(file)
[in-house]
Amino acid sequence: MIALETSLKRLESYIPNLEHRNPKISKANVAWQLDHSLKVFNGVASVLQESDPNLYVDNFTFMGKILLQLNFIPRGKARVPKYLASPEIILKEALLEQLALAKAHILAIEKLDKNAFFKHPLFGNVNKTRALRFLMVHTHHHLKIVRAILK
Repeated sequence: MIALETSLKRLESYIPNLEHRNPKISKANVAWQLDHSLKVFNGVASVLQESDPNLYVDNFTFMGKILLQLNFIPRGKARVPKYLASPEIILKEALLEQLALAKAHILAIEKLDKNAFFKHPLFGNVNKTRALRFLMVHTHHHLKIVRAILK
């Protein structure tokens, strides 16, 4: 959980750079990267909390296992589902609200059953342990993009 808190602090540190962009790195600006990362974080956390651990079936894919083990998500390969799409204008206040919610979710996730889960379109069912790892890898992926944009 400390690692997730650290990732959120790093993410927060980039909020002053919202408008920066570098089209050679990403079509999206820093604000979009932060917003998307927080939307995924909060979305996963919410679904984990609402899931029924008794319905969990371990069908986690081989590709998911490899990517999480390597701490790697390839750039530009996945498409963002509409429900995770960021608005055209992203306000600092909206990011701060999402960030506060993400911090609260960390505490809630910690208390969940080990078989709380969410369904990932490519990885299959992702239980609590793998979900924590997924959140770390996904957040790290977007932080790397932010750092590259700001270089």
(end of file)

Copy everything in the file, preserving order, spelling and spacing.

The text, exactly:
[in-house]
Amino acid sequence: MIALETSLKRLESYIPNLEHRNPKISKANVAWQLDHSLKVFNGVASVLQESDPNLYVDNFTFMGKILLQLNFIPRGKARVPKYLASPEIILKEALLEQLALAKAHILAIEKLDKNAFFKHPLFGNVNKTRALRFLMVHTHHHLKIVRAILK
Repeated sequence: MIALETSLKRLESYIPNLEHRNPKISKANVAWQLDHSLKVFNGVASVLQESDPNLYVDNFTFMGKILLQLNFIPRGKARVPKYLASPEIILKEALLEQLALAKAHILAIEKLDKNAFFKHPLFGNVNKTRALRFLMVHTHHHLKIVRAILK
């Protein structure tokens, strides 16, 4: 959980750079990267909390296992589902609200059953342990993009 808190602090540190962009790195600006990362974080956390651990079936894919083990998500390969799409204008206040919610979710996730889960379109069912790892890898992926944009 400390690692997730650290990732959120790093993410927060980039909020002053919202408008920066570098089209050679990403079509999206820093604000979009932060917003998307927080939307995924909060979305996963919410679904984990609402899931029924008794319905969990371990069908986690081989590709998911490899990517999480390597701490790697390839750039530009996945498409963002509409429900995770960021608005055209992203306000600092909206990011701060999402960030506060993400911090609260960390505490809630910690208390969940080990078989709380969410369904990932490519990885299959992702239980609590793998979900924590997924959140770390996904957040790290977007932080790397932010750092590259700001270089």